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Buying vs. streaming music: which is cheaper?

Advances in consumer electronics have totally changed the way most of us consume music. Ancient pre-Millennials will remember a time when, if you wanted to listen to a song, you had to either hope it came on the radio or actually purchase a physical album.

These days, if you want to listen to a specific song or make a custom playlist, you basically have two (legal) choices: you can buy and download a music file, or you can subscribe to a streaming music service and effectively rent it.

Which is cheaper?

Which option has the price advantage depends on how much music you consume. For $10 to $15 a month, you can get a subscription to Spotify, Rhapsody, Mog or any number of other streaming services that will give you access to the catalogues of most major labels and many independent record companies and artists, minus some crotchety old artists like Led Zeppelin, the Beatles and Thom Yorke [3] who flat-out won’t allow their music to be streamed.

That’s not a ton of money, but it does add up to $120 to $150 a year (you can get stripped-down access for free at Spotify if you want). I feel obligated to tell you that if put that in a stock-heavy IRA every month instead, you’d probably have around $56,000 after 40 years.

For those who choose to buy their music, that annual subscription fee would be enough to buy 93 to 116 songs at iTunes’ typical price of $1.29, or more if you buy your songs as full albums.

Owning music means having to store it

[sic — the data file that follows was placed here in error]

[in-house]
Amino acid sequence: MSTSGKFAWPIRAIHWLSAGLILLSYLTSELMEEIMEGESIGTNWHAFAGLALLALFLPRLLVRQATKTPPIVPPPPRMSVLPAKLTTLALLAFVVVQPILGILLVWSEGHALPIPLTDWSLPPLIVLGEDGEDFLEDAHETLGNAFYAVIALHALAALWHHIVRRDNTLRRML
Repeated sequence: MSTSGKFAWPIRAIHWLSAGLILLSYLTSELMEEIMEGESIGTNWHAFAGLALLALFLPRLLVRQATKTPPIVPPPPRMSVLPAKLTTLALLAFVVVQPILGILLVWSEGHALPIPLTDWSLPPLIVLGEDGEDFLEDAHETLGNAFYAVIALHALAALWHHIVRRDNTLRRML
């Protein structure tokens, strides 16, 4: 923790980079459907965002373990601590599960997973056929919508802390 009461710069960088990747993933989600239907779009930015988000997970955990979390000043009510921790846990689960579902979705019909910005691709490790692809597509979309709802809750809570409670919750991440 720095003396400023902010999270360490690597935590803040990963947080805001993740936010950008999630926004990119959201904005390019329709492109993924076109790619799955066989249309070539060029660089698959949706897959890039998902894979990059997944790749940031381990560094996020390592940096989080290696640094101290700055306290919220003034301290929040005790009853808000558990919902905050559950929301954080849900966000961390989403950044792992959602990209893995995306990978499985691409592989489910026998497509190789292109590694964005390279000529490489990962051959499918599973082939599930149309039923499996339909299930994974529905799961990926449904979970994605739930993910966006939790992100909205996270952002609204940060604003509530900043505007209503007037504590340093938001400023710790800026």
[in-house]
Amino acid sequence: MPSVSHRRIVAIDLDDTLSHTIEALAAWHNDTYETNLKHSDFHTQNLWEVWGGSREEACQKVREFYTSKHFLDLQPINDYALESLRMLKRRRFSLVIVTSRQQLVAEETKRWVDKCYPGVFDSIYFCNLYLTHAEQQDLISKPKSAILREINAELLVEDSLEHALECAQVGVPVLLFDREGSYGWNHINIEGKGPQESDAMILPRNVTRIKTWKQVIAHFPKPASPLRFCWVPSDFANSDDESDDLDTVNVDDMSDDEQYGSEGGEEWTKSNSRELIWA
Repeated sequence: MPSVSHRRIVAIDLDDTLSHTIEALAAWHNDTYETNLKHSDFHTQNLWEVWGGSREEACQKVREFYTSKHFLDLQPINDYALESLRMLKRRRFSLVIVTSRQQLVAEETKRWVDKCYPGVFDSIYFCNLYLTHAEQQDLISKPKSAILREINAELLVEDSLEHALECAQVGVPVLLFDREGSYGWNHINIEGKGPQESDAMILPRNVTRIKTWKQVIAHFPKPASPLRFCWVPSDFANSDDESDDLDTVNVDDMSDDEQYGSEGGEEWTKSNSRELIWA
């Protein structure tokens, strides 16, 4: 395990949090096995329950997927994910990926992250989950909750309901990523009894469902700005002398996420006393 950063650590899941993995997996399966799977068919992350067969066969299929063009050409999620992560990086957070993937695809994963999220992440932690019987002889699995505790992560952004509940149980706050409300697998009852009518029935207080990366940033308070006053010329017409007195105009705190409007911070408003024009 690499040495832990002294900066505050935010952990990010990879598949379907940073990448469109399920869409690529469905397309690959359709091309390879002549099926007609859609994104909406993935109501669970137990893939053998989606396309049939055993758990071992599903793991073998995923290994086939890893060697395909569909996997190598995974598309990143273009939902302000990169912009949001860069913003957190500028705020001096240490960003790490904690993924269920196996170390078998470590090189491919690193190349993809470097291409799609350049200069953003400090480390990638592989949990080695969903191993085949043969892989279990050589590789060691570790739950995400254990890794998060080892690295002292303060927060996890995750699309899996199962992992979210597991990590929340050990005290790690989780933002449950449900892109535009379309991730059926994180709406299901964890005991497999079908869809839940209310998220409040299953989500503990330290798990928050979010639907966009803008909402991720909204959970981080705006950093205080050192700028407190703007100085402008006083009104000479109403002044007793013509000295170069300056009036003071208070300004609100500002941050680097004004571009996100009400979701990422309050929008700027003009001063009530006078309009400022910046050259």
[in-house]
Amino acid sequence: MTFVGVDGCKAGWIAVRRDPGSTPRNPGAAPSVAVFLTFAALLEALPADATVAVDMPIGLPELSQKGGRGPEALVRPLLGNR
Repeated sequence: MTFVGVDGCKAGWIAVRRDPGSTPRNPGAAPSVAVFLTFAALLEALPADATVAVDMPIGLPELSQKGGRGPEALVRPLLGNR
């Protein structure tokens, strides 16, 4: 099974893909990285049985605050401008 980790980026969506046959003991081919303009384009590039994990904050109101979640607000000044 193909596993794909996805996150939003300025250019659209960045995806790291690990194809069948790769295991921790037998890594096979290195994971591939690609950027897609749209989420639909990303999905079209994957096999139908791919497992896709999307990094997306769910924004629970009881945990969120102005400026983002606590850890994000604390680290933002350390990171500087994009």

For those who buy music, storing and backing up a large music collection can carry a cost as well. Large music collections can clog up your hard drive and force an upgrade. Backing up a constantly-changing music collection can also be a hassle, but as someone who has had his digital music collection decimated by a burglary in the past, I can tell you that recovering from that without a proper backup can be frustrating and costly.

To guard against that, Apple will automatically back up your iTunes purchases and allow you to download them to any device, but if you want to keep your other music in their cloud, you’ll have to pay $25 a year. Google Play allows you to store up to 20,000 songs for free, but former Google Reader users like me know better than to depend on their free services to stick around. Amazon also offers a pay-to-play service that offers up to 50GB of space for $25 a year.

Sorry, music renters don’t have rights

The convenience of streaming allowing you to send music to just about every device is balanced out by a major drawback: labels and artists can, at any time, decide they’re no longer interested in streaming and pull music from the service where you’ve lovingly added them to every custom playlist. On the other hand, once you’ve bought and downloaded a track, it can’t be pulled back on you.

Bottom line: Basically, if you buy more than one album a month, streaming is the cheaper option. Less than that, and you may just want to buy the music, but again, you’ll have to arrange storage and backups if you want to hold on to it.